Pedestrian-friendly Newport is rife with walking tours and brand new this year is Tours for Curious People (23 America’s Cup Ave., 401-848-7281, www.toursforcuriouspeople.com, $20), a 90-minute jaunt focusing on a mile’s worth of local history about commerce in the 1700s, from rum distilleries to rope makers to gravestone carvers to slave traders. New at the Preservation Society of Newport County’s Newport Mansions is an updated Servant Life Tour at the Elms (367 Bellevue Ave., 401-847-1000, www.newportmansions.org/plan-your-visit/servant-life-tour, $14.50) highlighting the stories of the workers behind the whirl of Gilded Age Newport. Wooden boat lovers love watching new Beetle Cats and other boats being crafted by hand at the International Yacht Restoration School (449 Thames St., 401-848-5777, www.iyrs.org), which also hosts a free spring lecture series. Up April 3, Halsey Herreshoff of the fabled boat-building Herreshoff clan will talk about “Remembrances of the 12-Metre Era of the America’s Cup in Newport’’ at 7:30 p.m. All of Thames Street has great shopping, including at Style Newport (302 Thames St., 401-847-1470, www.stylenewport.com), which opened last year and sells original jewelry designs based on nautical signal flags. Walk to the end of lower Thames Street and hit the just-renovated King Park, which has a beach, bandstand, ample parking, playground, picnic tables, and some of the most stunning sunset views of the harbor and Newport bridge you’ll find in the city. Listen to and learn French - and nibble on homemade gourmet chocolate - at La Maison de Coco (28 Bellevue Ave., 401-845-2626, www.lamaisondecoco.com), on Francophile Fridays from 3-5 p.m., a free program for French speakers and those who want to learn. Owner/chocolatier Michele De Luca-Verley opened shop in December 2010, and churns out amazing delights including tea-infused truffles. Rosemary Kavanagh O’Carroll is known as The Lady Who Paints and runs a studio by that name (9A Bridge St., 401-450-4791, www.facebook.com/pages/Rosemary-Kavanagh-OCarroll-The-Lady-Who-Paints/112463075496072). She is seen all over Newport capturing street scenes and also one of her favorite topics, Cardines Field, one of the nation’s oldest ballparks.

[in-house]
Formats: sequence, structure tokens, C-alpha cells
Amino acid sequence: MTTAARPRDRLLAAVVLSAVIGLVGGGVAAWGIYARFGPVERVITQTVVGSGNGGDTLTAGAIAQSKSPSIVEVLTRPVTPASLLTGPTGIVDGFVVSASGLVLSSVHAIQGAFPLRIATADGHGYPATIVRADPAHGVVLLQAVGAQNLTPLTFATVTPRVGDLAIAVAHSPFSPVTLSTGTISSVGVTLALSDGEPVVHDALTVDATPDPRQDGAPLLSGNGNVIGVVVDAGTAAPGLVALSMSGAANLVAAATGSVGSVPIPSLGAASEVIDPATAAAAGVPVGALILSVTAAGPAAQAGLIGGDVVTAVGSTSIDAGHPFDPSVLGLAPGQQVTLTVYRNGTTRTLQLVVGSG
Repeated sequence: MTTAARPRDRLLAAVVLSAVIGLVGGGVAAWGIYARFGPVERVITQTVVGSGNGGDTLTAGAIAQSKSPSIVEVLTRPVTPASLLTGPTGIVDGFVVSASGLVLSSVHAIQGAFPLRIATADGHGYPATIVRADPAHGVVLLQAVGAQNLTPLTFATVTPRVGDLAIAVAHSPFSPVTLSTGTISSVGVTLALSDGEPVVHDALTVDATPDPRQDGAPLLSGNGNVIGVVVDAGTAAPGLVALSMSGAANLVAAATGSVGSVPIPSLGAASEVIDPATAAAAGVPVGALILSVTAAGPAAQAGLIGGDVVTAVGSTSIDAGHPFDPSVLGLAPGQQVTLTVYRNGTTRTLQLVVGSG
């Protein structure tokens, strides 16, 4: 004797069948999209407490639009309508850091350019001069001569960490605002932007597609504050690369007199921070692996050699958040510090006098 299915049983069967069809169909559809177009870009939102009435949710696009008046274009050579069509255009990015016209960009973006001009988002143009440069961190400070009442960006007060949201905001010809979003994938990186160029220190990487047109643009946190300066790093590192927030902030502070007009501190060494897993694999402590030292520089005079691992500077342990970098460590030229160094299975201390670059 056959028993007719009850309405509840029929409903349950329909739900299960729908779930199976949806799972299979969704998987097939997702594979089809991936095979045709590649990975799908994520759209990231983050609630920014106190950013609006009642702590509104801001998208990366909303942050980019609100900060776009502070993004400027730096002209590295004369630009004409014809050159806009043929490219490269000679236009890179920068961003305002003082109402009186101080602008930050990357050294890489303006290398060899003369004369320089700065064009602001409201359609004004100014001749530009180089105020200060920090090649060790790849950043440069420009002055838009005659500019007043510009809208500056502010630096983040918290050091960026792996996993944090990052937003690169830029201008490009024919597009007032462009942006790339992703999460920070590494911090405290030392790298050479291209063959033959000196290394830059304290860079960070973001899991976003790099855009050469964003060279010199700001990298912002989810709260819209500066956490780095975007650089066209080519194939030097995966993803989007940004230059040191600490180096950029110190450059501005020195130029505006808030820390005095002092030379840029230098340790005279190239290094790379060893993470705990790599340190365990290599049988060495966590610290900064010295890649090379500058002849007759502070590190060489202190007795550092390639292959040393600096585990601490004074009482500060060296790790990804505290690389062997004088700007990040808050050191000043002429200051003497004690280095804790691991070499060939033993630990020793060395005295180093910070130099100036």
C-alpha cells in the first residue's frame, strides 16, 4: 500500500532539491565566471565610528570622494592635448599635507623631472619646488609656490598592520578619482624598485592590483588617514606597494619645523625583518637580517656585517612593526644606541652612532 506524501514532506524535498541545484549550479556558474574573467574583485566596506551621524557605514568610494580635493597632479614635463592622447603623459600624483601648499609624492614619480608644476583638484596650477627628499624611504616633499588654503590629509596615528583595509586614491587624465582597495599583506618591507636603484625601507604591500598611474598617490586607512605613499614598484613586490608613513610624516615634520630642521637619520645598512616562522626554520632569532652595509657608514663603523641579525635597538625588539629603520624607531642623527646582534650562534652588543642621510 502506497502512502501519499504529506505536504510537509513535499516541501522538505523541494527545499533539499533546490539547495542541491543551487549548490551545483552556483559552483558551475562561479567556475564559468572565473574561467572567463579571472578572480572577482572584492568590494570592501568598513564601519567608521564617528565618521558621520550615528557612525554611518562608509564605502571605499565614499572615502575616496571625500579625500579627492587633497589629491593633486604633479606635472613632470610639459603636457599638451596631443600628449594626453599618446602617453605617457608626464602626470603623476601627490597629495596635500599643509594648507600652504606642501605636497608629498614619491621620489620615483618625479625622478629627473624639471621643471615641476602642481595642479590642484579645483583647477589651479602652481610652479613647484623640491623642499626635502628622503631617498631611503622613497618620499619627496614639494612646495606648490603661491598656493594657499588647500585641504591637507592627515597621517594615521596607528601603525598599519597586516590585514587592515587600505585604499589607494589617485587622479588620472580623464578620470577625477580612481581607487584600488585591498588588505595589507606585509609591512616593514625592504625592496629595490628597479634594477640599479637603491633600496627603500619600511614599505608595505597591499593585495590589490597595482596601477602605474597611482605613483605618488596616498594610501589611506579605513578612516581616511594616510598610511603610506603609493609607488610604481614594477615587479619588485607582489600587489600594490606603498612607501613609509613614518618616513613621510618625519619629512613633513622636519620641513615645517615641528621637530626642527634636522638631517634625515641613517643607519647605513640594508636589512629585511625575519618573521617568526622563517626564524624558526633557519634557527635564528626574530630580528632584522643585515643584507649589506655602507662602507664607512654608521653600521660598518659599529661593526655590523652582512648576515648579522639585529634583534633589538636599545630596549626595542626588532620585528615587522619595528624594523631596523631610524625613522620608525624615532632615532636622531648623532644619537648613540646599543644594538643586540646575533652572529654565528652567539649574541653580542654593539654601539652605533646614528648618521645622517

AFTER DARK

Check out the music at The Fifth Element (111 Broadway, 401-619-2552, www.thefifthri.com), a popular restaurant/bar that moved from Thames Street last year. DJ Maddog spins Top 40 and dance on Friday nights, and there is live music on Saturdays starting around 10 p.m. and at Sunday brunch. Gaining popularity is 4th Fridays at Newport Art Museum (76 Bellevue Ave., 401-848-8200, www.newportartmuseum.org/pages/fourthfridays.cfm, $5 members, $8 nonmembers), which started a year ago giving museum lovers a place to sip beer and wine while listening to music 6-9 p.m., surrounded by great art and architecture. This spring Genie’s Hookah Lounge (94 William St., 401-619-3770, www.thefacebook.com/genieshookah) will mark its first anniversary. Genie’s specializes in Persian/Mediterranean cuisine, but it also serves up regular belly dancing shows, DJ music nightly, and an assortment of flavored tobacco for communal puffing.

Paul Kandarian can be reached at kandarian@globe.com.